Gent-Wevelgem: Marlen Reusser soloes to victory despite wrong turn
21-year-old US talent Megan Jastrab finishes second on the podium in an edition beset by crashes.
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Marlen Reusser (SD Worx) took a solo win at Gent-Wevelgem despite taking a wrong turn in the final five kilometers.
The Swiss rider attacked with just under 40 kilometers to go and had well over two minutes of an advantage when she inadvertently went off course with about five kilometers to go.
Reusser was quick to realize her mistake and she was able to turn back onto the course without losing much time. Using her time trial skills to pace herself, she still had more than two minutes on the chasers when the new gap was calculated.
As she rode into the final meters in Wevelgem, Reusser unzipped her rain jacket so her SD Worx colors were visible as she celebrated the win.
Megan Jastrab (Team DSM) continued her strong classics campaign to take her first WorldTour podium by winning the sprint from the bunch with Maike van der Duin (Canyon-SRAM) finishing third.
“It’s very nice and I’m super happy but I’m so tired that I don’t think I am here yet with my head,” Reusser said afterward. “I didn’t attack, I thought maybe we could make a bit of a selection or a small group and there was nobody on my wheel so I thought let’s try it. It was very hard, especially my arms. I cannot even dress myself now, I’m so done.
“I didn’t see the guys giving me the way, I went straight, that was wrong. It was not so good. I was not concentrating.”
Lots of crashes and a lone escape
Heavy rain greeted the riders as they set out from Ypres on Sunday afternoon. This year would be the second time that the women’s race finished following the men’s after the race organizer Flanders Classics decided to shake up the schedule last year.
The poor weather made for tricky riding conditions and several riders were caught out by big crashes along the way, including Brugge-De Panne winner Pfeiffer Georgi (Team DSM). Meanwhile, several attempts at forming a breakaway came to nothing and the race was pretty much together as it hit the climbs in the second half of the 162km race.
Lotte Kopecky was the first of the big pre-race favorites to make a move over the Kemmelberg with just over 50km to go. She took Kasia Niewiadoma (Canyon-SRAM) and Anna Henderson (Jumbo-Visma) with her, but there was never really any proper momentum in the group and they were soon brought back.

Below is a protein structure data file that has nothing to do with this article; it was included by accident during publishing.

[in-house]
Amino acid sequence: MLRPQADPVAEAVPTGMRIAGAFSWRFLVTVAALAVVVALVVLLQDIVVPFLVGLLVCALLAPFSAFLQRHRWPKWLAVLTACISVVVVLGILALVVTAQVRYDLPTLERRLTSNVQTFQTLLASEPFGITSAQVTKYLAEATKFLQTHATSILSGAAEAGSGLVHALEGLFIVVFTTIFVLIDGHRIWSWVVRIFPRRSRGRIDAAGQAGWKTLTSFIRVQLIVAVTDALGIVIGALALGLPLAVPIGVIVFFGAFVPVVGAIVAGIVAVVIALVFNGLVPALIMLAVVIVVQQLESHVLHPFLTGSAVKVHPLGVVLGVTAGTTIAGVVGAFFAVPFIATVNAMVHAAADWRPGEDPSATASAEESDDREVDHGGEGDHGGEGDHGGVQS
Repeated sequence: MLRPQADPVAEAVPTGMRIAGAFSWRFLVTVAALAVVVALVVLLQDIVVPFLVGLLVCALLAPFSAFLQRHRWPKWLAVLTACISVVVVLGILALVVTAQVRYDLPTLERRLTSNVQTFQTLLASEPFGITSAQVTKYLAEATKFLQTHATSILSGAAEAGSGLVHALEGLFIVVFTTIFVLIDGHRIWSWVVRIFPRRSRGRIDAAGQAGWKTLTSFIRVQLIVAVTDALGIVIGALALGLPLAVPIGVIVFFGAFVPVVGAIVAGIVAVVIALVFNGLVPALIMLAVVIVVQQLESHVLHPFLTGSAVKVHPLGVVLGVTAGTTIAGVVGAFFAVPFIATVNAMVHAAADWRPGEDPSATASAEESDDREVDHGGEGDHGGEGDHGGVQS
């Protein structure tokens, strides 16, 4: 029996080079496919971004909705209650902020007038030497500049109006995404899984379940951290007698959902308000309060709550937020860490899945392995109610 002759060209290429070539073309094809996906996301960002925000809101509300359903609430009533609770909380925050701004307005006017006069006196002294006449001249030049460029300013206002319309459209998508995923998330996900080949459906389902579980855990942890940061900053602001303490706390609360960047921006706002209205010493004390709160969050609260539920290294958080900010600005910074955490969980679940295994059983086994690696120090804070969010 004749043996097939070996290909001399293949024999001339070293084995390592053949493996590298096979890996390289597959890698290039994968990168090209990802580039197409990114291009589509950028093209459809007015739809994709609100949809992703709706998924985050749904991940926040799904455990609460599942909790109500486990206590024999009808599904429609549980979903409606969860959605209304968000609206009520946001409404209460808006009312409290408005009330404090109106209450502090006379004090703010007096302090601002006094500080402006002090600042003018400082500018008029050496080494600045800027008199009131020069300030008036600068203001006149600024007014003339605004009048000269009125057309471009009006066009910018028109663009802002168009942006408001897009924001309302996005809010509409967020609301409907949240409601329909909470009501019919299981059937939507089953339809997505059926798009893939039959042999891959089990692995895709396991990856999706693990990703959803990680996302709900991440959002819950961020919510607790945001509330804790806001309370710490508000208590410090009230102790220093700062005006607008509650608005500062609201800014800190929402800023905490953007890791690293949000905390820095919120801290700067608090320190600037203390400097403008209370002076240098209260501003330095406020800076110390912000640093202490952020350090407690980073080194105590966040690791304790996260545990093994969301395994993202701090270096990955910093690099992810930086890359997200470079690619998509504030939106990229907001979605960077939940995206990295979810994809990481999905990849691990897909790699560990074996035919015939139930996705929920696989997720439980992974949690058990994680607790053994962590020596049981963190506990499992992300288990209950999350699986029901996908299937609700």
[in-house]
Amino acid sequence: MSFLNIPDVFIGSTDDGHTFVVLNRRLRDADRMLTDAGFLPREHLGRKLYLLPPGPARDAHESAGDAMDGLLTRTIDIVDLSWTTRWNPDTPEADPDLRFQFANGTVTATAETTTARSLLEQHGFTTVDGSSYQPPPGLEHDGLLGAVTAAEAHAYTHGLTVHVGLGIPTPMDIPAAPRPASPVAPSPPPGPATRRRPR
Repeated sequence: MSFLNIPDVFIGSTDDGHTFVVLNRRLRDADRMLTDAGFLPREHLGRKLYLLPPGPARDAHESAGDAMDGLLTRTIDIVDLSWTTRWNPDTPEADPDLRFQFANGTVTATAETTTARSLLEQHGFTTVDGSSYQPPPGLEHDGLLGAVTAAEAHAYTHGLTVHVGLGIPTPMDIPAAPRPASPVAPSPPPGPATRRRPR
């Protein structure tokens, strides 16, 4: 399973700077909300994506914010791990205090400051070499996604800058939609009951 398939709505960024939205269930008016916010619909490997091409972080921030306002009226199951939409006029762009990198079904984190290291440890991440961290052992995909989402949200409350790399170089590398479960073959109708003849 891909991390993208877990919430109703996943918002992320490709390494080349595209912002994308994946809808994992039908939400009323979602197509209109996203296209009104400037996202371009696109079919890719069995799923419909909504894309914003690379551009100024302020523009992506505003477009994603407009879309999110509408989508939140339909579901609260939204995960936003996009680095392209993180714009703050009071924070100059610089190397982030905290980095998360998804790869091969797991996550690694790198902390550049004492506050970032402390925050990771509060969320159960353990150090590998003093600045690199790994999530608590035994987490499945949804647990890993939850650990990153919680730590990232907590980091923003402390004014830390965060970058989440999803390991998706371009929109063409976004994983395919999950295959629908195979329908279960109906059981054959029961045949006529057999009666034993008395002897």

A massive crash with 44km to go, as the riders traveled between the Scherpenberg and the Baneberg, reduced the bunch dramatically. A rider from the AG Insurance-Soudal Quick-Step team appeared to get her wheels caught in the ridge in the center of the road before coming down hard near the front of the peloton.
As teams assessed the damage, and crashed riders worked to get back to the bunch, Reusser surged clear. There was no initial reaction to her move and the time triallist soon built a substantial advantage.
By the time she reached the Kemmelberg for the second time with 35km to go, Reusser had a minute on the chase group and it was only going out. Despite the increasing gap, the teams behind were still disorganized and few seemed keen on putting numbers on the front to try and bring Reusser back.
The chase would finally come to life inside the final 20km, but it would ultimately be too little too late.
It wasn’t all sunshine and rainbows for the SD Worx squad and several of its riders in the chasing group went down inside the final 15km. Lorena Wiebes was attempting to go around the outside of the group when she lost control of her bike and went down hard, taking Kopecky with her.
There was then a moment of panic for Reusser when she took a wrong turn in the final five kilometers, but she was able to get back on course before she lost too much time. In the end, she still had over two minutes on the chasers as she crossed the line for victory.
Behind Reusser, a sizeable group fought it out for the final podium spots with Jastrab taking a convincing second place as Van der Duin (Canyon-SRAM) rode in for third place.
Results powered by FirstCycling.com